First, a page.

Syria's opposition on Thursday said it was more important "than ever before" that Russia push Bashar al-Assad's government towards a political settlement, as new peace talks kicked off in Kazakhstan.
A new round of Syria peace talks backed by powerbrokers Russia, Iran and Turkey began earlier Thursday in the Kazakh capital Astana as major powers seek to revive a hobbled peace process.
Delegations from Russia, Iran and Turkey along with Syrian regime representatives and a 20-strong opposition delegation had all arrived in the Kazakh capital Astana for two days of talks, a Kazakh foreign ministry spokesman said.
The UN's envoy for Syria, Staffan de Mistura, is expected to attend the second day of talks on Friday, the ministry added.
On Thursday, de Mistura will meet Russian Foreign Minister Sergei Lavrov in Moscow.
In Astana, the Syrian delegation urged Russia to push Assad's government towards a peace settlement.
"We are asking the Russian side, now more than ever before, to put pressure on the regime to push it towards a political settlement," the Syrian opposition delegation said in a statement after meeting with a United Nations team.
"The detainees are the priority for the military delegation. We will focus on this cause with the Russian delegation," the statement added.
The Syrian negotiators will also focus on the reinforcement of the ceasefire, especially in the de-escalation zones, as well as the lifting of sieges on all towns and villages and the delivery of assistance to those in need, the statement said.
Syria's SANA state news agency reported that Russia's delegation had "met separately with the Iranian and Turkish delegations."
"After the bilateral meetings, there will be a trilateral meeting between the three sponsor states," it said.
The negotiations should conclude with a plenary session involving all the parties on Friday.
The eighth round of talks comes after Russian leader Vladimir Putin ordered a partial withdrawal of Russian forces during a surprise visit to the war-torn country last week.
Moscow has spearheaded the talks in Astana since the start of the year as it tries to turn its game-changing military intervention in Syria into a negotiated settlement.
The Kremlin also hopes to convene a political congress in the Black Sea resort of Sochi which would bring together regime officials and the opposition to reinvigorate a hobbled peace process.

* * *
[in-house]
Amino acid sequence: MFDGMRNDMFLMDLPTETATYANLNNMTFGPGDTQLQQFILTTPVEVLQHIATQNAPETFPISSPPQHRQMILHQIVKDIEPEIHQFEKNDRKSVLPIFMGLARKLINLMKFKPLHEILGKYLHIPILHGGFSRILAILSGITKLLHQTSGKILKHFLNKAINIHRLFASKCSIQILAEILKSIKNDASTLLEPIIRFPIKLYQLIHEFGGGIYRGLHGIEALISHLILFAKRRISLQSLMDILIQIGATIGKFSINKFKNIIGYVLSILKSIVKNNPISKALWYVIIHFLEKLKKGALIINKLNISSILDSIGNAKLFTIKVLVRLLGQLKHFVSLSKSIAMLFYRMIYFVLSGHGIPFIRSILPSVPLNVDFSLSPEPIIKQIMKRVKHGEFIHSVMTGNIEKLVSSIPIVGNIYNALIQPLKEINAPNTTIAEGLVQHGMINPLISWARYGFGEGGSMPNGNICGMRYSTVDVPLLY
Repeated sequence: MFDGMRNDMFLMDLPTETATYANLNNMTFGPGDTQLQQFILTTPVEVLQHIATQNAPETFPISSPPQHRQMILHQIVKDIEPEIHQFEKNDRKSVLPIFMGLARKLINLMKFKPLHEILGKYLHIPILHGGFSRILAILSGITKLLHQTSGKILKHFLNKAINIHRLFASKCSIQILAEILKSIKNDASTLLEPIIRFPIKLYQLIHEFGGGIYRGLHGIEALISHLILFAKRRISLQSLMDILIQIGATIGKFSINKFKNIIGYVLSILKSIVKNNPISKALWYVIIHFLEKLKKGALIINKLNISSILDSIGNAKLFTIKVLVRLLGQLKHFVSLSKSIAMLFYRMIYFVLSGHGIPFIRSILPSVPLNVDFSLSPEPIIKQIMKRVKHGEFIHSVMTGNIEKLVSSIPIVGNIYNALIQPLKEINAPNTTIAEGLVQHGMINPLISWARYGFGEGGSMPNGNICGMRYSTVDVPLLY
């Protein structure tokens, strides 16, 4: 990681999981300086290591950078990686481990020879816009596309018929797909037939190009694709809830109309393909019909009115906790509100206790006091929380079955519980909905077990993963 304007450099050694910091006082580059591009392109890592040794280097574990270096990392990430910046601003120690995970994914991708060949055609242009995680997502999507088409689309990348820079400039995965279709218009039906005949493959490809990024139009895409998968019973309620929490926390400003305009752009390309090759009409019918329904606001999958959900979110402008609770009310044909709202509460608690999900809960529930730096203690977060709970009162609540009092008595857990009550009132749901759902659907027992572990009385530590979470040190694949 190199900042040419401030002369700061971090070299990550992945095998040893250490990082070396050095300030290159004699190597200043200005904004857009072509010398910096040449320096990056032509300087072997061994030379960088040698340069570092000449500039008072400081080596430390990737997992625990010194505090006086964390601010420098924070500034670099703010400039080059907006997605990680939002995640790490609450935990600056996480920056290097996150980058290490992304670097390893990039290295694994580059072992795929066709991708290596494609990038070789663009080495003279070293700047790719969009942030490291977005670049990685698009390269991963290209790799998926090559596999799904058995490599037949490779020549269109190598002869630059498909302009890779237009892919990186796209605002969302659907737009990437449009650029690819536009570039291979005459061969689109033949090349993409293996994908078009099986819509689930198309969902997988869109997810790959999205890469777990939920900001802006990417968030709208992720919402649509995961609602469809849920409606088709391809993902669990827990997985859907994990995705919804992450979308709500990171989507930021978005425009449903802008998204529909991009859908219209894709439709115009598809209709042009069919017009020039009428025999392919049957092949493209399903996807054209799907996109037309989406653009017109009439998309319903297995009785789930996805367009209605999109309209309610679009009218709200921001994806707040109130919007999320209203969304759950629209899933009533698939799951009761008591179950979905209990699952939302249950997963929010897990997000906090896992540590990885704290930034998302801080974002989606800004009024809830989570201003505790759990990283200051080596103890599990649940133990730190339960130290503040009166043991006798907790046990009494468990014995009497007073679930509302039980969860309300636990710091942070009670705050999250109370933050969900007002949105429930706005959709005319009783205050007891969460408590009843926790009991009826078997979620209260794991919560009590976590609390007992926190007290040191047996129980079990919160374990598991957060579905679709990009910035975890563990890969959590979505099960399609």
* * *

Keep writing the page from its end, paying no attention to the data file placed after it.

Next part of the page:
Kremlin spokesman Dmitry Peskov said Thursday there were currently "no dates" for the Sochi congress as of yet.
"The most important thing here is preparedness. No one is trying to artificially accelerate this process," Peskov told reporters.
Since the start of Syria's war in 2011, numerous diplomatic attempts to halt the conflict have stumbled, mainly over Assad's future.
A fragile ceasefire brokered at the end of last year by Moscow and rebel-aligned Ankara has been bolstered somewhat by the negotiations in Astana, which began in January.
Recent rounds of talks in Kazakhstan have focused on implementing a Russia-led plan for four "de-escalation zones" to stem fighting between government and rebels.
A year on from the devastating and strategically crucial regime victory in Aleppo, Damascus has consolidated control over much of the country, wresting territory from extremist factions not party to the truce, particularly the Islamic State group.
Diplomatic contacts between the major parties in the conflict have intensified in recent months, but there is no sign that Damascus and its armed opponents are any closer to a political settlement.
The Astana talks have run in parallel to negotiations taking place in Geneva with the backing of the United Nations.
Both the Astana and Geneva negotiations have failed to bear much fruit, and the planned Sochi congress appears to be Moscow's attempt to force the pace in a bid for a political settlement.
But representatives of the opposition have expressed fears the congress could prove a distraction from the UN negotiations.
The war has left more than 340,000 people dead, according to the Syrian Observatory for Human Rights.